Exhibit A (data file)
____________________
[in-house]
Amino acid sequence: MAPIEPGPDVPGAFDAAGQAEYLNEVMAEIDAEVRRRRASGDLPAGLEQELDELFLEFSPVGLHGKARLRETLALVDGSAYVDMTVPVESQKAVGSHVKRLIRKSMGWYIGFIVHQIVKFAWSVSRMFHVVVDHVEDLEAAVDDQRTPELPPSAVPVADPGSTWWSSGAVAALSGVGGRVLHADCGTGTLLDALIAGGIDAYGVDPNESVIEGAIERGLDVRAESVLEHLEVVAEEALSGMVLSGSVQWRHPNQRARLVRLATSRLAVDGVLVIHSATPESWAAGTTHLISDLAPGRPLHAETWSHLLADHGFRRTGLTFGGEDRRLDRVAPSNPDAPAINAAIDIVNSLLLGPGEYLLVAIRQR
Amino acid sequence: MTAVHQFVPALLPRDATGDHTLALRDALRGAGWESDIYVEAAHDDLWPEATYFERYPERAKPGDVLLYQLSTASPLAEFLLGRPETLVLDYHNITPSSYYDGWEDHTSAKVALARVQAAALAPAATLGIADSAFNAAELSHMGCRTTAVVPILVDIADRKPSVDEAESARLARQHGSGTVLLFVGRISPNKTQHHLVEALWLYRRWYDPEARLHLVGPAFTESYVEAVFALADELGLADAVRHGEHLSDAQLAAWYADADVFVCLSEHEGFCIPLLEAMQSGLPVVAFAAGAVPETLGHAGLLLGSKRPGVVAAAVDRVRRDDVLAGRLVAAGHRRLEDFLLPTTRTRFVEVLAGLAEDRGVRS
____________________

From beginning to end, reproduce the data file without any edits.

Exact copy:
[in-house]
Amino acid sequence: MAPIEPGPDVPGAFDAAGQAEYLNEVMAEIDAEVRRRRASGDLPAGLEQELDELFLEFSPVGLHGKARLRETLALVDGSAYVDMTVPVESQKAVGSHVKRLIRKSMGWYIGFIVHQIVKFAWSVSRMFHVVVDHVEDLEAAVDDQRTPELPPSAVPVADPGSTWWSSGAVAALSGVGGRVLHADCGTGTLLDALIAGGIDAYGVDPNESVIEGAIERGLDVRAESVLEHLEVVAEEALSGMVLSGSVQWRHPNQRARLVRLATSRLAVDGVLVIHSATPESWAAGTTHLISDLAPGRPLHAETWSHLLADHGFRRTGLTFGGEDRRLDRVAPSNPDAPAINAAIDIVNSLLLGPGEYLLVAIRQR
Amino acid sequence: MTAVHQFVPALLPRDATGDHTLALRDALRGAGWESDIYVEAAHDDLWPEATYFERYPERAKPGDVLLYQLSTASPLAEFLLGRPETLVLDYHNITPSSYYDGWEDHTSAKVALARVQAAALAPAATLGIADSAFNAAELSHMGCRTTAVVPILVDIADRKPSVDEAESARLARQHGSGTVLLFVGRISPNKTQHHLVEALWLYRRWYDPEARLHLVGPAFTESYVEAVFALADELGLADAVRHGEHLSDAQLAAWYADADVFVCLSEHEGFCIPLLEAMQSGLPVVAFAAGAVPETLGHAGLLLGSKRPGVVAAAVDRVRRDDVLAGRLVAAGHRRLEDFLLPTTRTRFVEVLAGLAEDRGVRS